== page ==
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The Somme and Verdun

A family visit this summer to the WWI battlefields of northern and eastern France: the Somme and Verdun. The trench warfare in these places was some of the bloodiest (and most unproductive) combat in history. Four observations:

In the Somme, which we visited first, traces of the war — other than monuments, cemeteries, and several memorial parks — have all but been erased by the industrious farmers of Picardie. The re-building of villages, the tilling of fields of sugarbeets, wheat, potatoes and other crops, and the regrowth of forests over the past ninety years have restored the once lunar-like landscape to its former productive state. However, if you look for grazing cows, you can find expanses of unworked pasture that are still marked every few yards by the indentation of shell craters. The contrast is moving.

Fricourt-jewish-grave.jpgAt Thiépval in the Somme and at the Douaumont Ossuary outside Verdun, the names of some 72,000 and 130,000 men, respectively, are noted on soaring monuments: the killed and missing-in-action with no known place of rest.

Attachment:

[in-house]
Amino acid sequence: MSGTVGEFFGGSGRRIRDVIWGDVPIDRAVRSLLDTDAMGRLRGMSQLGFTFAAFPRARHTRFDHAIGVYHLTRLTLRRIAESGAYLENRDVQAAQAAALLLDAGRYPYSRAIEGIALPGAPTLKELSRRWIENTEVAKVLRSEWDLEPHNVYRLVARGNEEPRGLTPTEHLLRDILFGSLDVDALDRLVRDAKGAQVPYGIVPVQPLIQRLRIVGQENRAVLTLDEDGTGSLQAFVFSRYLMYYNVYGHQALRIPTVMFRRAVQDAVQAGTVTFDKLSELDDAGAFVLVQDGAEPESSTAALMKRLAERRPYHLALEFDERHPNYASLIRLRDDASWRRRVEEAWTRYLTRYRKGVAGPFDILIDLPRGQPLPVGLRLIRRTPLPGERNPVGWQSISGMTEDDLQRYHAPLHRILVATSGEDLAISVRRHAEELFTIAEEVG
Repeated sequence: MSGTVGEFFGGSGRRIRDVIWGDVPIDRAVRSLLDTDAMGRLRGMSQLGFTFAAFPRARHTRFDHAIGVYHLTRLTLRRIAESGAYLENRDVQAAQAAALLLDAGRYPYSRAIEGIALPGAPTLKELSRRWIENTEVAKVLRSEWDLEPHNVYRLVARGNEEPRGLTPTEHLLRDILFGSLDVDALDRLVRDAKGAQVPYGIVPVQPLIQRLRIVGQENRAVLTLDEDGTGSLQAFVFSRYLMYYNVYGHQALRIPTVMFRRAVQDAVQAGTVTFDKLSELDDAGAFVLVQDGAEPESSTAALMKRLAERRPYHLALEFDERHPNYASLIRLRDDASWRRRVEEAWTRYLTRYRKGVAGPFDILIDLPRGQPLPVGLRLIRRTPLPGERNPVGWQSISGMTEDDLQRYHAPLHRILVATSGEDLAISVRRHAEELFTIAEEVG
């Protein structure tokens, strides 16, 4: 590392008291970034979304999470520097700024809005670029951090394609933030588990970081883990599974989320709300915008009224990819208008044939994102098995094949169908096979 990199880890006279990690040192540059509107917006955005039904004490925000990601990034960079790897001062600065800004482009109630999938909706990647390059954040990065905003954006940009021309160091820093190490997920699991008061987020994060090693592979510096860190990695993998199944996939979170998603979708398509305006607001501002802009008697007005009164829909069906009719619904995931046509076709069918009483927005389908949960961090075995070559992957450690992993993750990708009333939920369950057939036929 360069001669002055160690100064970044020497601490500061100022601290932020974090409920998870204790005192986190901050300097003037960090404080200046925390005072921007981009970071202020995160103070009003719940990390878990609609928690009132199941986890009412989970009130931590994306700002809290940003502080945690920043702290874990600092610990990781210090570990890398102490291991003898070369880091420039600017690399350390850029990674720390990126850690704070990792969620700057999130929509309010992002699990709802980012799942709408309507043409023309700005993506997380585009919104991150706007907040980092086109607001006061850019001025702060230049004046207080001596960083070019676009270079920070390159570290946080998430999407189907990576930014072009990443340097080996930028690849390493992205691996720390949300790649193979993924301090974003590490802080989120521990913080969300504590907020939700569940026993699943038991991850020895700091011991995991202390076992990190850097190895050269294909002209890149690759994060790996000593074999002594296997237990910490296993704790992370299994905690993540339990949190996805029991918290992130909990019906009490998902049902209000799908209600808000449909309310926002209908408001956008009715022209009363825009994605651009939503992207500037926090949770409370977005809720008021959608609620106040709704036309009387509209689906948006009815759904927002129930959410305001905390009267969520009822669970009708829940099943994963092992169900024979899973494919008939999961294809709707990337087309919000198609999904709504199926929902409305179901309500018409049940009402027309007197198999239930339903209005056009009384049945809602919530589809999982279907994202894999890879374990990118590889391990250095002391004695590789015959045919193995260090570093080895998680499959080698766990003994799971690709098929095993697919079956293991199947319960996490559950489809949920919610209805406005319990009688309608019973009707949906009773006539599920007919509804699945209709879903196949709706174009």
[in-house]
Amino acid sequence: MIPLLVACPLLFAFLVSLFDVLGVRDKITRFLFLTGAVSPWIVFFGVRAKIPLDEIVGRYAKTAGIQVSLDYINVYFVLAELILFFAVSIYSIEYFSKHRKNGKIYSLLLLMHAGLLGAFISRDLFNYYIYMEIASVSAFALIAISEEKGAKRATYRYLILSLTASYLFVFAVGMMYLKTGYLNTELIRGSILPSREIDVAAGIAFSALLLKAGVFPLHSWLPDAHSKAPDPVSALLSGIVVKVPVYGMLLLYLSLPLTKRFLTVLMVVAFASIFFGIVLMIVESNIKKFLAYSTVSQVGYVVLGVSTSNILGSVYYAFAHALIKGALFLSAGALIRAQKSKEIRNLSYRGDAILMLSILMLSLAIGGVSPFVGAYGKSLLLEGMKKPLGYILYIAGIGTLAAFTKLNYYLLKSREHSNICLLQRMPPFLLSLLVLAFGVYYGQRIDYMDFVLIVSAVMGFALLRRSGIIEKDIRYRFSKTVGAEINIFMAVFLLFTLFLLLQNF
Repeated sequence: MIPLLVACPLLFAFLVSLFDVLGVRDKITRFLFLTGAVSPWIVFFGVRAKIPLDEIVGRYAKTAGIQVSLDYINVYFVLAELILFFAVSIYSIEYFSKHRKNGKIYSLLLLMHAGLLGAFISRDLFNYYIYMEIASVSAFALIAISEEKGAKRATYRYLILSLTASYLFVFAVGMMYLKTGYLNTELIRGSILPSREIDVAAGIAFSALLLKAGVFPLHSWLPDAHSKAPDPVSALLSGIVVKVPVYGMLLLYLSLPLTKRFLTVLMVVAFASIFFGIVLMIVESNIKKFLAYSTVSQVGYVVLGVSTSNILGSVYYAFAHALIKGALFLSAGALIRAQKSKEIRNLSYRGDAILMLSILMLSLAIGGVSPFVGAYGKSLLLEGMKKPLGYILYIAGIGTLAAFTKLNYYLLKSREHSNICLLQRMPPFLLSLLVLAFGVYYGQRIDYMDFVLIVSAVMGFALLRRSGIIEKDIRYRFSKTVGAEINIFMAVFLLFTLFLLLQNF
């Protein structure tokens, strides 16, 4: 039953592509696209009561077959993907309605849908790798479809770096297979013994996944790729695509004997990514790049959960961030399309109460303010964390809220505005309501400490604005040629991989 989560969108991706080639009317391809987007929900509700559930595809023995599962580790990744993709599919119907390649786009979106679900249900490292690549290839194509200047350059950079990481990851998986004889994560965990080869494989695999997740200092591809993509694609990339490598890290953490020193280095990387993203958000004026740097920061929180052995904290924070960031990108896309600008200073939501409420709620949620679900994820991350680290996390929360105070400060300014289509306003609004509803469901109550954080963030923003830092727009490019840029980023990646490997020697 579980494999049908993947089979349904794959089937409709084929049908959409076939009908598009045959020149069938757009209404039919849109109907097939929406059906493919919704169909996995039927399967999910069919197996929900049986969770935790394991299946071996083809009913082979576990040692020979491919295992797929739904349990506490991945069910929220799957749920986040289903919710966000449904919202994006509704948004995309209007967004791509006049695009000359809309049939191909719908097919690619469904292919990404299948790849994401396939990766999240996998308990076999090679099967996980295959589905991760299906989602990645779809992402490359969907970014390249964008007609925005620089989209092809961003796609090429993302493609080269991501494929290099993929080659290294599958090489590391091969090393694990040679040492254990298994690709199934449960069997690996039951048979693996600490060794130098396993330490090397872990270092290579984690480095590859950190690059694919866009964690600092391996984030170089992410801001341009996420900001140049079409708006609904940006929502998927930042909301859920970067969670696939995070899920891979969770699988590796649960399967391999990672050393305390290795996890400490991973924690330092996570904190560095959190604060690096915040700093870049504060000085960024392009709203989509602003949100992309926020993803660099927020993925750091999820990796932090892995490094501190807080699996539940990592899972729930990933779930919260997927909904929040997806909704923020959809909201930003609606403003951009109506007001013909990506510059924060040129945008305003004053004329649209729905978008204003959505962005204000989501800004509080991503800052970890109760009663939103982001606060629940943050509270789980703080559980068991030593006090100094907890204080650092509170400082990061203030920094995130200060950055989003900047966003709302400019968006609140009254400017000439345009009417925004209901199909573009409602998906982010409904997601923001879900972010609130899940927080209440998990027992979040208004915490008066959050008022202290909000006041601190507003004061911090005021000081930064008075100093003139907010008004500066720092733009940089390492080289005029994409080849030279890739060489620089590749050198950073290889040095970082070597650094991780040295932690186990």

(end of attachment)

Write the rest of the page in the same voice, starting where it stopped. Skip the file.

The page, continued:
At the German cemeteries in the Somme, the wooden grave-markers (invariably crosses at the time of interment), were replaced in the 1960’s by stone crosses or personalized headstones. At the cemetery at Fricourt, we saw more than a smattering of Star of David grave markers. Hitler fought in the Somme, and he visited this cemetery during the Nazi occupation of France. One wonders if the future Führer had Jewish comrades-in-arms in the trenches. By all accounts, Jewish men of draft age fought bravely on the German side in WWI.

The gravestones in the British cemeteries were put in place in the early 1920’s, and at that time the next of kin were invited (for a fee) to have a few words of their choosing inscribed on their loved one’s marker. At the La Chapelette cemetery outside of Perronne in the Somme we saw an inscription which seems to me to well summarize the transition between the attitudes of two different eras:

It Was God’s Will Not Mine

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